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Shakespeare/Alliterations in Julius Caesar

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Question
Can you give me 20 examples of alliterations in Julius Caesar!?!?!?!  I am so confused!!!

Answer
Hi, Emma!

I'm so sorry, but this sounds like a homework or class assignment, and I'm not allowed to answer those kinds of questions. So, I can't find your 20 examples for you.

But if you are confused about alliteration, perhaps I can help you get on your way in the assignment.

Alliteration is defined as a series of words (or even two in a row) that begin with the same consonant letters or sounds.  The famous pronouncement in Romeo and Juliet , "parting is such sweet sorrow," is an example of alliteration in the series of "s" sounds. Another famous Shakespearean phrase is from Antony and Cleopatra , when Enobarbus describes his first glimpse of Cleopatra:  "The barge she sat in, like a burnished throne, burnt upon the water."  Here, the "b" sounds don't come exactly next to one another, but they are so explosive that they push along the rhythm of the poetic line by punching the line's poetic beats with such force that they are noticeable and very effective.

Similar vowels that begin a series of words usually are not considered alliteration but instead are examples of "assonance."

Some consider that a series of similar consonants that begin the syllables within a word are also creating alliteration, but this is pretty hard to find and complex to deal with. Plus, not everybody agrees that one word can supply an instance of alliteration, so it is probably best to steer clear of this, unless your teacher has clarified it for you.

So, I would advise you to take the simpler approach, in which case, your task is fairly straightforward:  you're looking for two or more words, back-to-back OR at least close enough within the spoken line that the consonant's natural sound highlights itself to the listener and provides the effect that the poet wants (whatever that might be).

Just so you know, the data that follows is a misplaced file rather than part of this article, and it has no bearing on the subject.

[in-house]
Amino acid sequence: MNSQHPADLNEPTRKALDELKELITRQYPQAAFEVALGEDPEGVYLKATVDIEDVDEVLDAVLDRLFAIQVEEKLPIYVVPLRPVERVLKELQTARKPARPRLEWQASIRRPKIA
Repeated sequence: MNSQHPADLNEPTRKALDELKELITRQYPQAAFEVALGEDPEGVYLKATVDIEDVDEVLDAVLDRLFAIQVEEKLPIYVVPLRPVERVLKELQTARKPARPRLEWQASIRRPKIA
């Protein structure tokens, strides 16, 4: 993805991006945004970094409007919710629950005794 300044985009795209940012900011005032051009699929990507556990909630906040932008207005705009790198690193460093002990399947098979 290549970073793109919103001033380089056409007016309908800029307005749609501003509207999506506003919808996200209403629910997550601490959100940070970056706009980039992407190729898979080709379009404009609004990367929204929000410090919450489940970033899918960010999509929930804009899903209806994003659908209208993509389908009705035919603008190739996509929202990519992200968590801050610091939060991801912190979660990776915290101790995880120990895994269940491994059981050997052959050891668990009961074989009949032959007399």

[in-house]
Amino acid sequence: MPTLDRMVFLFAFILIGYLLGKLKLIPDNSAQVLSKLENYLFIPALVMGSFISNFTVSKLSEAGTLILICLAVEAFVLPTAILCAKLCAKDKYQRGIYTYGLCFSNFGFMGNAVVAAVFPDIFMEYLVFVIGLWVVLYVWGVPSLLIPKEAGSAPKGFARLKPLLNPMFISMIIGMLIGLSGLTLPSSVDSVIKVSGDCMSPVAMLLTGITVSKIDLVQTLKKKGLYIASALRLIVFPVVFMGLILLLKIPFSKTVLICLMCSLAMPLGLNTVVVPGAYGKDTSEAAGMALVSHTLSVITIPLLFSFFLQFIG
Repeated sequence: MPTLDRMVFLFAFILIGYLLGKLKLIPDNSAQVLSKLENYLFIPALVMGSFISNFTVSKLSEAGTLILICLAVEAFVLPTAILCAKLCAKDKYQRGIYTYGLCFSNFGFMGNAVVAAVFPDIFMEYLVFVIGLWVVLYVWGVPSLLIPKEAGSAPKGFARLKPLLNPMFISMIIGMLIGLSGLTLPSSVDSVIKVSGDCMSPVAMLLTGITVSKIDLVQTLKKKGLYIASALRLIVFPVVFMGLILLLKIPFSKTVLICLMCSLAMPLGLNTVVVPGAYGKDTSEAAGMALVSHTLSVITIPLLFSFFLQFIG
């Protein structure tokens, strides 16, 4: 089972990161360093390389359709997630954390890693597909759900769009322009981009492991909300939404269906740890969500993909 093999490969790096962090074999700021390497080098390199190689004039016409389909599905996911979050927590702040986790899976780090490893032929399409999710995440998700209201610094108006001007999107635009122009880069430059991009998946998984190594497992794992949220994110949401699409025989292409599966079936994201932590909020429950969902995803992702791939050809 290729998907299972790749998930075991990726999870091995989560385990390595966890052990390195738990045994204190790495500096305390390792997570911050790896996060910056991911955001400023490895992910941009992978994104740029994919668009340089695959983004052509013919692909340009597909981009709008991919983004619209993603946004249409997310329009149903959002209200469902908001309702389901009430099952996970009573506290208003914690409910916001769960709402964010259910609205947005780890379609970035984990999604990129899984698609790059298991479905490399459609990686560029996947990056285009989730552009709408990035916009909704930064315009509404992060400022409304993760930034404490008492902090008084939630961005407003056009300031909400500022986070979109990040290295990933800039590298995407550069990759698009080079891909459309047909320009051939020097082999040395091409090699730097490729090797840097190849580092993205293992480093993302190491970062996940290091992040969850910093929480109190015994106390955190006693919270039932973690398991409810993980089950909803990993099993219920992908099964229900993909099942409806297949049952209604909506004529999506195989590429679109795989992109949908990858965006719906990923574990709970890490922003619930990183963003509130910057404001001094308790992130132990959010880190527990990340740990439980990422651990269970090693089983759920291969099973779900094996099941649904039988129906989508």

The words do NOT have to mimic any kind of sounds in the natural world.  They just have to begin with the same consonants (or sounds-- be careful to note that some letters in English are sounded different ways, depending on what follows them, as in "knight" and "kin," which would not form alliteration).

Now, you need just go through the play, line by line, and write down or circle all the candidates for alliteration that you find.  Then, go back and choose the best 20 out of the bunch, and you'll be done!

Good luck!
Dr. T.

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Dr. T.

Expertise

I can answer questions about Shakespeare's life and times, his plays and poems, the history of criticism and critics' responses to Shakespeare's works, other authors of the time period, the audiences of the time period, Queen Elizabeth I, women of the Renaissance or Early Modern age, history of rhetoric, British drama, etc.

Experience

I have taught Shakespeare, Early Modern literature, Early Modern women's literature, the history of rhetoric, Arthurian literature, and related general literary subjects and many others in university classrooms for more than 25 years.

Organizations
Renaissance Society of America, South-Central Renaissance Society, John Donne Society

Publications
3 books with University Presses, 1 book with HarperCollins Press; articles with: Continuum Press, DLB, Gale Research Shakespearean Criticism and Shakespearean Criticism Yearbook, College English journal, Studies in English Literature journal, CEA Critic journal, Renascence journal, Texas Papers on Language and Literature journal, several others.

Education/Credentials
Ph.D. in British Renaissance Literature and Rhetoric; M.A. in English; B.A. English and Theatre

Awards and Honors
I was editor of a scholarly journal for 10 years; Recipient of my university's Recognition Awards for Research, Teaching, and Service; two Sabbatical awards; graduated Phi Beta Kappa, Summa Cum Laude

Past/Present Clients
Panelist/Reviewer for National Endowment for the Humanities, Washington, DC, 2001, 1997, and 1993; Referee for College Literature, Yale University Press (numerous editions of Shakespeare’s plays), College English, Harper/Collins (1992 to 1995: full-length book manuscripts, including the complete manuscript of The HarperCollins World Reader, Volume I.); Dramaturg for local Little Theatre, 2001–03 (including productions of Macbeth, Romeo and Juliet, and Dangerous Liaisons); Dramaturg for various productions in Theatre/Dance Dept at my University (including As You Like It, Midsummer Night's Dream, Measure for Measure, The Tempest)

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